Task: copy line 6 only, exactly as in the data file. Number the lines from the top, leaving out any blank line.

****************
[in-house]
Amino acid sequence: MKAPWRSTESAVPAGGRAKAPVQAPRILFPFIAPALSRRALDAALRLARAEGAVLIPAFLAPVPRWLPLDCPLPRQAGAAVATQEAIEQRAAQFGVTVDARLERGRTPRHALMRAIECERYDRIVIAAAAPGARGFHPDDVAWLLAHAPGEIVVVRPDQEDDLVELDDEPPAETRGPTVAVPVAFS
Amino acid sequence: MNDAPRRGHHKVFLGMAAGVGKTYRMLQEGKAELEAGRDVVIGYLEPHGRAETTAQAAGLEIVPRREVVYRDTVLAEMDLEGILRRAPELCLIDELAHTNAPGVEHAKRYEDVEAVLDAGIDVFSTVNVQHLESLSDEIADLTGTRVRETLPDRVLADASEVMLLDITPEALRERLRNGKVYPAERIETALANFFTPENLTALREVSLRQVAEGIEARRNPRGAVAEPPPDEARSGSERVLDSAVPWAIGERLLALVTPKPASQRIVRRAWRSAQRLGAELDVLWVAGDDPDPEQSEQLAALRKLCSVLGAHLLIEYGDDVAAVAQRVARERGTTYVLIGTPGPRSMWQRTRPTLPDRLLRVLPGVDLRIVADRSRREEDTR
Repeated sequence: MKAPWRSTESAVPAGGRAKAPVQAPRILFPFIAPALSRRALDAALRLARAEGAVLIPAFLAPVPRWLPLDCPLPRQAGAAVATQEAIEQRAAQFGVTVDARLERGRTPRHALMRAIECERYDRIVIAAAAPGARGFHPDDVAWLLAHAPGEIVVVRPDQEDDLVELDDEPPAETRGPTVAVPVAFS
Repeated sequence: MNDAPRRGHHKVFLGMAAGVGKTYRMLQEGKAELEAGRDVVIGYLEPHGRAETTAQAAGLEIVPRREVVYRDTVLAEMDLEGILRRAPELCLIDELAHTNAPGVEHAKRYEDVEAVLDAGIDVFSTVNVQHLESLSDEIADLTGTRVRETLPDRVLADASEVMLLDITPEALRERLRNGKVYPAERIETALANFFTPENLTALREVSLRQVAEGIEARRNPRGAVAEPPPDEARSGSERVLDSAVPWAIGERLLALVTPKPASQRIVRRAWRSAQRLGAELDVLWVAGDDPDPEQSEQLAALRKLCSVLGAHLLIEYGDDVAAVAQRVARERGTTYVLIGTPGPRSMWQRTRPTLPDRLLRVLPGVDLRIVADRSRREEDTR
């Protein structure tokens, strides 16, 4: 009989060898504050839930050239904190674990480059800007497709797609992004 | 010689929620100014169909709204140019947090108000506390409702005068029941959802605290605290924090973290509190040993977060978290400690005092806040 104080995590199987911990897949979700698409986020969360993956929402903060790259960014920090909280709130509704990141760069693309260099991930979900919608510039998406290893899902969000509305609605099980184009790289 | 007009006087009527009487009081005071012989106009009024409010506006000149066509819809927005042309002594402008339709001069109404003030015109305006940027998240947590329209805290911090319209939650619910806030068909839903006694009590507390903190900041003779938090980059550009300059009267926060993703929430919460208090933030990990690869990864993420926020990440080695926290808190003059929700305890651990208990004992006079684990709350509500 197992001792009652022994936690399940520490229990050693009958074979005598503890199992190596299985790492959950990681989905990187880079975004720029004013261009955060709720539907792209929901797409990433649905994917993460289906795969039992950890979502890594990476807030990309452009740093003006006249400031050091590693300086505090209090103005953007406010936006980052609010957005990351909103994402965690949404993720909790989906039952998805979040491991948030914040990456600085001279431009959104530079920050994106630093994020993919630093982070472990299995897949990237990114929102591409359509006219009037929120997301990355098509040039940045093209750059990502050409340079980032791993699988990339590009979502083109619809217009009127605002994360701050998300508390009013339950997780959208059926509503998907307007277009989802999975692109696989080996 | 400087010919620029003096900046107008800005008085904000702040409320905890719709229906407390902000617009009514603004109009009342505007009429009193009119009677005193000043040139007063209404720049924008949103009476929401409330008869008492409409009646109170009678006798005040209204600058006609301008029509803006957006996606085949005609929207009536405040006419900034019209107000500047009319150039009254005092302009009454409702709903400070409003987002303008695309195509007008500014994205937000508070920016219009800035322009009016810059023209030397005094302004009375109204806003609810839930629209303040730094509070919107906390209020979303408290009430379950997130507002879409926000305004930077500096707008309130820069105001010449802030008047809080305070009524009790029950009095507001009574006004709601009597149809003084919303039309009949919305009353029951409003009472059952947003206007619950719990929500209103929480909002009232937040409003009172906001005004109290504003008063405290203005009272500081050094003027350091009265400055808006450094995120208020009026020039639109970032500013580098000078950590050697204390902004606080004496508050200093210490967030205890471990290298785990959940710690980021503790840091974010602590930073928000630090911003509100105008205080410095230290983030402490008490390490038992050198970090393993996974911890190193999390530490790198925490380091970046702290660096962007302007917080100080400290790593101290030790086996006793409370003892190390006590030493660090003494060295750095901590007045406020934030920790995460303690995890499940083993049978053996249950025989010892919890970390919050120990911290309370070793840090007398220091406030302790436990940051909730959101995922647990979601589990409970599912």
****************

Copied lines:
């Protein structure tokens, strides 16, 4: 009989060898504050839930050239904190674990480059800007497709797609992004 | 010689929620100014169909709204140019947090108000506390409702005068029941959802605290605290924090973290509190040993977060978290400690005092806040 104080995590199987911990897949979700698409986020969360993956929402903060790259960014920090909280709130509704990141760069693309260099991930979900919608510039998406290893899902969000509305609605099980184009790289 | 007009006087009527009487009081005071012989106009009024409010506006000149066509819809927005042309002594402008339709001069109404003030015109305006940027998240947590329209805290911090319209939650619910806030068909839903006694009590507390903190900041003779938090980059550009300059009267926060993703929430919460208090933030990990690869990864993420926020990440080695926290808190003059929700305890651990208990004992006079684990709350509500 197992001792009652022994936690399940520490229990050693009958074979005598503890199992190596299985790492959950990681989905990187880079975004720029004013261009955060709720539907792209929901797409990433649905994917993460289906795969039992950890979502890594990476807030990309452009740093003006006249400031050091590693300086505090209090103005953007406010936006980052609010957005990351909103994402965690949404993720909790989906039952998805979040491991948030914040990456600085001279431009959104530079920050994106630093994020993919630093982070472990299995897949990237990114929102591409359509006219009037929120997301990355098509040039940045093209750059990502050409340079980032791993699988990339590009979502083109619809217009009127605002994360701050998300508390009013339950997780959208059926509503998907307007277009989802999975692109696989080996 | 400087010919620029003096900046107008800005008085904000702040409320905890719709229906407390902000617009009514603004109009009342505007009429009193009119009677005193000043040139007063209404720049924008949103009476929401409330008869008492409409009646109170009678006798005040209204600058006609301008029509803006957006996606085949005609929207009536405040006419900034019209107000500047009319150039009254005092302009009454409702709903400070409003987002303008695309195509007008500014994205937000508070920016219009800035322009009016810059023209030397005094302004009375109204806003609810839930629209303040730094509070919107906390209020979303408290009430379950997130507002879409926000305004930077500096707008309130820069105001010449802030008047809080305070009524009790029950009095507001009574006004709601009597149809003084919303039309009949919305009353029951409003009472059952947003206007619950719990929500209103929480909002009232937040409003009172906001005004109290504003008063405290203005009272500081050094003027350091009265400055808006450094995120208020009026020039639109970032500013580098000078950590050697204390902004606080004496508050200093210490967030205890471990290298785990959940710690980021503790840091974010602590930073928000630090911003509100105008205080410095230290983030402490008490390490038992050198970090393993996974911890190193999390530490790198925490380091970046702290660096962007302007917080100080400290790593101290030790086996006793409370003892190390006590030493660090003494060295750095901590007045406020934030920790995460303690995890499940083993049978053996249950025989010892919890970390919050120990911290309370070793840090007398220091406030302790436990940051909730959101995922647990979601589990409970599912």